Friday, April 15, 2011

Third Party Payer and Fee for Use

Most people agree that there are services which the government must provide since they would be unavailable were we to leave it to individual initiatives and the free market. Some that come immediately to mind initially are fire and rescue/police, national parks, sewers and sanitation which if we left it up to the private sector to provide individual consumers, would be so scarce as to have adverse social effects. Therefore we pool our resources in the form of taxes in order to pay for and provide them to all citizens.

I think of the case recently in Tennessee where a rural community, unable to afford it's own fire department, left its residents to pay an annual fee to a fire department in a nearby municipality to ensure that fire trucks would respond were their house to catch fire. But one gentleman did not pay and as you might have guessed, his house went up in flames. The fire trucks from the nearby town which sold the fire engine subscription service arrived only to douse the homes of his neighbors with water. Those neighbors who paid the annual fee, that is. The homeowner begged the firemen to turn their hoses on his burning home but they refused. Most of us would, on hearing this story argue for universal fire and rescue coverage paid for by taxes (perhaps federal) so that there are not situations where small municipalities have to watch their homes burn for lack of payment to the authorities. Imagine how this would be if police required an annual payment.

But as information on the usage of publicly-provided goods and services becomes more readily available and finely tuned, we can probably start to charge directly for some services the government provides. For example, usage of certain roads through the use of transponders might be a way to supplement the taxes which are most commonly used in funding for road maintenance. Certainly regional and state parks use can be charged back to the individual. For those who choose not to use parks, while they still benefit from their proximity and availability and would continue to pay a base tax to support parks, would ultimately bear less financial burden than those who actually visit and pay a supplemental fee to do so. Many national parks charge usage fees but I don't know how much this income contributes to the general budget to keep them open and running.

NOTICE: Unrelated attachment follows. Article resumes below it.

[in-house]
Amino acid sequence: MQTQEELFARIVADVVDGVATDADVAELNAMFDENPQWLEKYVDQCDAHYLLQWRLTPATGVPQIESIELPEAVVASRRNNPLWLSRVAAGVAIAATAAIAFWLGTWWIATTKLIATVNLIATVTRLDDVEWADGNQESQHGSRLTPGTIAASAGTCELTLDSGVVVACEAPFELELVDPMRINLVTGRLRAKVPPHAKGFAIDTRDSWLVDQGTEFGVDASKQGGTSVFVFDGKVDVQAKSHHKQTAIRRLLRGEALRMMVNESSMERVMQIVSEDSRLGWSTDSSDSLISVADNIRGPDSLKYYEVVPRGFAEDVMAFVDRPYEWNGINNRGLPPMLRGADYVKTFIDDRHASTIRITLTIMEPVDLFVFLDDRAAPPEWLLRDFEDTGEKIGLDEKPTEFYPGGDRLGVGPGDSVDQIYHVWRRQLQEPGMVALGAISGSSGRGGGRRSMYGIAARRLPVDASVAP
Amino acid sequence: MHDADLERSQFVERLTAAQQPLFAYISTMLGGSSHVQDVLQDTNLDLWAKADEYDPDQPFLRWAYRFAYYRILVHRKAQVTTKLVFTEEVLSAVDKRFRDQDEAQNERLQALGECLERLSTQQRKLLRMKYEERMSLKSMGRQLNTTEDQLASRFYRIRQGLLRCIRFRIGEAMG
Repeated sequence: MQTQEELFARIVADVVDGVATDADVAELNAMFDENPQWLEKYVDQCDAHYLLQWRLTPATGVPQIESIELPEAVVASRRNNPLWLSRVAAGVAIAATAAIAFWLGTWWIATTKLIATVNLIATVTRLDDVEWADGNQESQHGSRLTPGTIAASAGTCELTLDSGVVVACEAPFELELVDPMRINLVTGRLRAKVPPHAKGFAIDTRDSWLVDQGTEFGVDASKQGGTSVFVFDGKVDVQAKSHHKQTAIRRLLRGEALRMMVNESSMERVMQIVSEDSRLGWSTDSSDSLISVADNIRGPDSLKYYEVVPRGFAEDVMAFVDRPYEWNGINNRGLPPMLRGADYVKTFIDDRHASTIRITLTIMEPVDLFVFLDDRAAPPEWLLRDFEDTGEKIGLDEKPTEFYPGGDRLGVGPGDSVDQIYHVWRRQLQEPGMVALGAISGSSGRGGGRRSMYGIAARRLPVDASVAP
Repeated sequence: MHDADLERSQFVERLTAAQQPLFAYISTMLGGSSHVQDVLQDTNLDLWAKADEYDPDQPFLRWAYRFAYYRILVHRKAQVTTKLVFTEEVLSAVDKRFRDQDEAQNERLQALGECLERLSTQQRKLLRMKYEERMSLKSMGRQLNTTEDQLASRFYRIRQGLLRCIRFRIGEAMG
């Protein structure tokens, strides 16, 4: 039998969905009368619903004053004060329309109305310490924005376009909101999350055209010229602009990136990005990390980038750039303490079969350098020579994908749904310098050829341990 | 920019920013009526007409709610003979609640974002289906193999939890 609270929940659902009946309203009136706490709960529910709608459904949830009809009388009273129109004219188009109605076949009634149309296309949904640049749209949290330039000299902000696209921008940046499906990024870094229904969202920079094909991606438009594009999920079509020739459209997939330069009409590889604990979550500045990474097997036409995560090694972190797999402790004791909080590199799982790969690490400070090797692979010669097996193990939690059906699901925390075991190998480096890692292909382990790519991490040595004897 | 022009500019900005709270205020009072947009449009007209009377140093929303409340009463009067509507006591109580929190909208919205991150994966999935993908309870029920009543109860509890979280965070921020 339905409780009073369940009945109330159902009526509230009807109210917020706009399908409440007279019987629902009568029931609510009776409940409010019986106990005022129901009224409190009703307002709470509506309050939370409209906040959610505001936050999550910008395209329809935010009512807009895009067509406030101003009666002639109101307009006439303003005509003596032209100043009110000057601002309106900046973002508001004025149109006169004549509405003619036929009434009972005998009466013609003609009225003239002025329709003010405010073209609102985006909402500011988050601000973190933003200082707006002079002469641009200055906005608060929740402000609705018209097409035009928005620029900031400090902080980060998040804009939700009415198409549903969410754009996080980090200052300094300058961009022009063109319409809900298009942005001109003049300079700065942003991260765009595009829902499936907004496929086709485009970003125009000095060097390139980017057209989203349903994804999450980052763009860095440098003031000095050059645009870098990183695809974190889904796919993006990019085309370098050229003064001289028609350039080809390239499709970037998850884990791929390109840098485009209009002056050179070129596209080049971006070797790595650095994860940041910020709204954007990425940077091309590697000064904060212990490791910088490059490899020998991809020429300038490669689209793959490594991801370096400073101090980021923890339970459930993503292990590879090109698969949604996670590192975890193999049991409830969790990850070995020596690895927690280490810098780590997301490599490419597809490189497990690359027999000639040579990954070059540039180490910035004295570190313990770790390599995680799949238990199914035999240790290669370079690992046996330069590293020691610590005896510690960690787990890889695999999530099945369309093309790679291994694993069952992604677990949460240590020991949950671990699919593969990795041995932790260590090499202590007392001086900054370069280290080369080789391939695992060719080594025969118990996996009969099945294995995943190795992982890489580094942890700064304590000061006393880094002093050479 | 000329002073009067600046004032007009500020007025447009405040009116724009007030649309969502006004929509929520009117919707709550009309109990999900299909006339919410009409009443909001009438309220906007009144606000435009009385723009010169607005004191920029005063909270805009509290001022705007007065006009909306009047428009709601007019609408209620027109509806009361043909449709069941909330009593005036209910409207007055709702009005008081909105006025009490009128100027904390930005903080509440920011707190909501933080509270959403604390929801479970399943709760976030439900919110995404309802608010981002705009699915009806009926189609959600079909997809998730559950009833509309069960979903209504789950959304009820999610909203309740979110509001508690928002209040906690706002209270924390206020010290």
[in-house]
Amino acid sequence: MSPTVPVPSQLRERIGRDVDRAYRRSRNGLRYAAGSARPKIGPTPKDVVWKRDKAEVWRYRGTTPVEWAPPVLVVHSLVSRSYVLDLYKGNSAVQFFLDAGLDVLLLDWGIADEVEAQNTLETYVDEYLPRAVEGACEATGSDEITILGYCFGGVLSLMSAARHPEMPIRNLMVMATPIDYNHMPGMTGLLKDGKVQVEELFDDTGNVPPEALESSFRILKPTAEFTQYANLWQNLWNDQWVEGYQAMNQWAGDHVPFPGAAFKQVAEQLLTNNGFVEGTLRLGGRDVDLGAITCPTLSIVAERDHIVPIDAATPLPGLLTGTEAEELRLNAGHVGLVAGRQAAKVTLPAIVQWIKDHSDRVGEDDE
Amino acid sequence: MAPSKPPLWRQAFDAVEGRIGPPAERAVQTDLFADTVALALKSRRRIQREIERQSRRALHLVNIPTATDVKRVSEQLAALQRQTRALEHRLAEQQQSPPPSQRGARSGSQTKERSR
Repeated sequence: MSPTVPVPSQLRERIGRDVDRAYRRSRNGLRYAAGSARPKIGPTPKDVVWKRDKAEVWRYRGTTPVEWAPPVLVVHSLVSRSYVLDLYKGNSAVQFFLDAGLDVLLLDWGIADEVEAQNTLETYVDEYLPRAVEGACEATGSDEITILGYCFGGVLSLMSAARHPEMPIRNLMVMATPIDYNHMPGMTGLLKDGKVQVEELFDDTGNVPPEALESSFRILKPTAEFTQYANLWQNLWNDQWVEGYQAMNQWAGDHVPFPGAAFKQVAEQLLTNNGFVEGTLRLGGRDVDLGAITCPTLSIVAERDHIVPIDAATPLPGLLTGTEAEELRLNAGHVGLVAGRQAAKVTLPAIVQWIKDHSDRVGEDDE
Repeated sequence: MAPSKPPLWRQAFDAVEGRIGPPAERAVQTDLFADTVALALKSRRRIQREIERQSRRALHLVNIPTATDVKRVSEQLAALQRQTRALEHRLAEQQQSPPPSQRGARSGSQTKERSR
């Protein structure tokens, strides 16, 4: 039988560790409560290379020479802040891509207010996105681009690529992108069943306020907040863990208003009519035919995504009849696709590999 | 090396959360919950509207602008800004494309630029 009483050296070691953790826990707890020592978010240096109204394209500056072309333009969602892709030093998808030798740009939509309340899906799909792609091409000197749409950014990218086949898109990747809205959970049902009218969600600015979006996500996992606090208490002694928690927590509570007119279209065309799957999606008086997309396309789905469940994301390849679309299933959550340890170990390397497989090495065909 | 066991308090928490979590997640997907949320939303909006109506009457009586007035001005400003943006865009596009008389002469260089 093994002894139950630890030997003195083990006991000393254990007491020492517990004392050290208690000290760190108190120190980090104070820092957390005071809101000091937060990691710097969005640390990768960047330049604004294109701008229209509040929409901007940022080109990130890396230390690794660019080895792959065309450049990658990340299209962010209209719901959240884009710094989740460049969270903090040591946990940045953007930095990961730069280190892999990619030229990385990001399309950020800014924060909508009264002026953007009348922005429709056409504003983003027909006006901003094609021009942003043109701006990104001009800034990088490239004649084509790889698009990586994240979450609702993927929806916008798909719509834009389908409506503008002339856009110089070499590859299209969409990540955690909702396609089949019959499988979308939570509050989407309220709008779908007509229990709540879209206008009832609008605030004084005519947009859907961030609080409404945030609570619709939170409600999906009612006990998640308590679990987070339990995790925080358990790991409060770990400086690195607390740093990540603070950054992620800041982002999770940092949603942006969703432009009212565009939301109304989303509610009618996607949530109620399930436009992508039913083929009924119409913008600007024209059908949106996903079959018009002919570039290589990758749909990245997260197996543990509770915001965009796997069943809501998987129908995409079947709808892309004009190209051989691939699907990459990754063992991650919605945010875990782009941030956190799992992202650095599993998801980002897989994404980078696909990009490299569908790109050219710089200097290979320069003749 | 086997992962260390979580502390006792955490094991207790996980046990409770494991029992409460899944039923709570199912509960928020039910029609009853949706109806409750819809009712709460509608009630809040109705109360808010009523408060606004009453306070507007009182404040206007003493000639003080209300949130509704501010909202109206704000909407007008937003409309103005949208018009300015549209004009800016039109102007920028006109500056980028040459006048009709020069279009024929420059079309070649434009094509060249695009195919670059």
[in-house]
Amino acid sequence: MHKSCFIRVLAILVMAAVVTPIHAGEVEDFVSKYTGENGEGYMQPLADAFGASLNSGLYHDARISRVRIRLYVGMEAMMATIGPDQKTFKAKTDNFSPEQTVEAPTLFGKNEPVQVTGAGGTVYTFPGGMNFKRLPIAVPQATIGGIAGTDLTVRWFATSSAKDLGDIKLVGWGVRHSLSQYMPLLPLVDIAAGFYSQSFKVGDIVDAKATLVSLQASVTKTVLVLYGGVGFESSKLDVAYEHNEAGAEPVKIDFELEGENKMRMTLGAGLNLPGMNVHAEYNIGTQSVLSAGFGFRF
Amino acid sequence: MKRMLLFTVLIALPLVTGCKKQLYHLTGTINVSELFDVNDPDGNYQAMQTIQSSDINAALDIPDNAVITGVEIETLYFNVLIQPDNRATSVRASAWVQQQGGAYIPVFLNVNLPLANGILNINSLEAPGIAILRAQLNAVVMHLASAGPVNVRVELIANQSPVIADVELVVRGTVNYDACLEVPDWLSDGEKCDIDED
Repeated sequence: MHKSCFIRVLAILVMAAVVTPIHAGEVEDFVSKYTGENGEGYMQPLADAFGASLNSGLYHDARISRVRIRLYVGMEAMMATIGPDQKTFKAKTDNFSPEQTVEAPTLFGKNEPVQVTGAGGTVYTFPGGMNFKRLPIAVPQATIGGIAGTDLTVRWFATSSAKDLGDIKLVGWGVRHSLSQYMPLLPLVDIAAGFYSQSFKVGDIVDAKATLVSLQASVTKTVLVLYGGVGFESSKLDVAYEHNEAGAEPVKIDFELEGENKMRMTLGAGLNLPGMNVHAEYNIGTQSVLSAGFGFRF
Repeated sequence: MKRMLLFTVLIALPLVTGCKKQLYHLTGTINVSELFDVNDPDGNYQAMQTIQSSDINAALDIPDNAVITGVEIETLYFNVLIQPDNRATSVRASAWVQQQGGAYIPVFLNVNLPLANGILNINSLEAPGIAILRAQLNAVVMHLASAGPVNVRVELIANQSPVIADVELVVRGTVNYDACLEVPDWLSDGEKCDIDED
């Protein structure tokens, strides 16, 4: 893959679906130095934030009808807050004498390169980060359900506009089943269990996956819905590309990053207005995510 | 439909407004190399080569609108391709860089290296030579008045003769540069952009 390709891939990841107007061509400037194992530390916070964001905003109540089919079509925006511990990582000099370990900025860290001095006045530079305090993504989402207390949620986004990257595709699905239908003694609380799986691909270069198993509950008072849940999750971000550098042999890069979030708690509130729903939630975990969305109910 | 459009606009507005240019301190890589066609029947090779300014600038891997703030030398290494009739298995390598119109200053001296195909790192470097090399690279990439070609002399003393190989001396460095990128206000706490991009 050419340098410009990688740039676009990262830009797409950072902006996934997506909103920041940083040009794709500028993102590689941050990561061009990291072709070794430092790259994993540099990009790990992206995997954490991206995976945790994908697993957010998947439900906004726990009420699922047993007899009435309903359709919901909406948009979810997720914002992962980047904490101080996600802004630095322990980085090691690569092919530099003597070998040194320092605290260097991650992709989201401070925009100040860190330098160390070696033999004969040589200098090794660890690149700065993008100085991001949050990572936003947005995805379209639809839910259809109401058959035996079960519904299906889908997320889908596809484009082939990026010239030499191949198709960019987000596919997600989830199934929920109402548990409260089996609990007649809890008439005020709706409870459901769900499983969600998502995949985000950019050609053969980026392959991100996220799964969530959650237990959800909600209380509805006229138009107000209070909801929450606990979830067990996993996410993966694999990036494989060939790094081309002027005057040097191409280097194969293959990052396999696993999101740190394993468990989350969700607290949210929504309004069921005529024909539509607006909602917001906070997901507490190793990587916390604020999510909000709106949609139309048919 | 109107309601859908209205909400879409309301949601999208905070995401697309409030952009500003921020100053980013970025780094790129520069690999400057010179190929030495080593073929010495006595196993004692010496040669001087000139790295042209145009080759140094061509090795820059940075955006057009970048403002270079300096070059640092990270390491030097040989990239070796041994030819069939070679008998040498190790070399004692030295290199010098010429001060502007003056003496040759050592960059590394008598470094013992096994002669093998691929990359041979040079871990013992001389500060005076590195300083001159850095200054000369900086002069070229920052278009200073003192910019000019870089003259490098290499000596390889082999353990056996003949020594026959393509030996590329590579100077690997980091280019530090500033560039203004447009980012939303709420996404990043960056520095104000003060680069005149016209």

Unfortunately were the government to become involved in payment processing for usage it would add some overhead expenses to the administration of (for example) parks and roads and there would have to be language absolving the government of additional liability from accident or mishap while using the facility beyond the current indemnity.

In these and other cases, the heaviest users of a resource can be billed more accurately. Outside of government it can and should be employed. For example, the issue of Internet neutrality is countered by a need to charge individuals who use bandwith at a far higher rate than others who pay the same monthly fee. As a librarian I'm all about free speech and free press and I hope content neutrality can be guaranteed in providing access to users. But my understanding is that a large chunk of Internet traffic is due to file sharing of music and movies and it comes from a very small segment of the total user population. So why not charge them for the bits they use relative to others.

One could argue that all citizens benefit from roads and parks whether they use them directly or not. And for this reason there should indeed be across the board charges (mostly income and property taxes) levied against all citizens of a jurisdiction to pay for these things. But a certain portion of the total cost (perhaps one third or 25%) should where possible be borne  by the direct user. In the case of roads that would include delivery drivers who would presumably pass along any cost increases to the consumer in the form of higher delivery charges or price for the commodity being delivered.

Advances in information technology will make such direct charges possible and the distribution of support for these public efforts more equitable.

No comments: